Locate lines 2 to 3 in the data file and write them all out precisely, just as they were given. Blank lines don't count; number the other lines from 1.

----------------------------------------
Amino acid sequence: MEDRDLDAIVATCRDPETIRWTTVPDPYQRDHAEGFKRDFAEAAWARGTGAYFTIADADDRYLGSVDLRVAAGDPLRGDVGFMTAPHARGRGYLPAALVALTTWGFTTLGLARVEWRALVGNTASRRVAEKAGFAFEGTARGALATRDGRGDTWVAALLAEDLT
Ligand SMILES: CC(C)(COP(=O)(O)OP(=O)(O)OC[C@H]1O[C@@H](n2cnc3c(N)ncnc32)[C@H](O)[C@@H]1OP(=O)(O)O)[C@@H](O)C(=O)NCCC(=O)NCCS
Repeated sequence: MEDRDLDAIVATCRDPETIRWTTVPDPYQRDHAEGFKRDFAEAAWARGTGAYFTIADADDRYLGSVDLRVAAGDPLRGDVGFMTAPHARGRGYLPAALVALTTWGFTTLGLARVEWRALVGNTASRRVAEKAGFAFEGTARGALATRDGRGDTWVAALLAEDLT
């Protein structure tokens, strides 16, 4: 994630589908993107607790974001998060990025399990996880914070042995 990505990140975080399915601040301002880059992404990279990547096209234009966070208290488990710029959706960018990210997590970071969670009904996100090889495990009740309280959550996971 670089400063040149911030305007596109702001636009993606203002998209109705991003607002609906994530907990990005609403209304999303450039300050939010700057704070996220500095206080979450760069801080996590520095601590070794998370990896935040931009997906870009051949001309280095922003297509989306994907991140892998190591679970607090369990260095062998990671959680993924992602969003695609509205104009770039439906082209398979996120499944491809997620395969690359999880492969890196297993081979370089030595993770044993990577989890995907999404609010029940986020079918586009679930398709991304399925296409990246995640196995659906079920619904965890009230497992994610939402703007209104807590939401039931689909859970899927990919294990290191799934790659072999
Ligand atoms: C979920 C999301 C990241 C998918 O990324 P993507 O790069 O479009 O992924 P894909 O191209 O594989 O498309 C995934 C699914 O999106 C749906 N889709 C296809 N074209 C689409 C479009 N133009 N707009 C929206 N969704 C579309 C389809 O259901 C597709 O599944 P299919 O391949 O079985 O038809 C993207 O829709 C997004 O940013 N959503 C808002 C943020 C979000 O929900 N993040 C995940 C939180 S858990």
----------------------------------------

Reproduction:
Ligand SMILES: CC(C)(COP(=O)(O)OP(=O)(O)OC[C@H]1O[C@@H](n2cnc3c(N)ncnc32)[C@H](O)[C@@H]1OP(=O)(O)O)[C@@H](O)C(=O)NCCC(=O)NCCS
Repeated sequence: MEDRDLDAIVATCRDPETIRWTTVPDPYQRDHAEGFKRDFAEAAWARGTGAYFTIADADDRYLGSVDLRVAAGDPLRGDVGFMTAPHARGRGYLPAALVALTTWGFTTLGLARVEWRALVGNTASRRVAEKAGFAFEGTARGALATRDGRGDTWVAALLAEDLT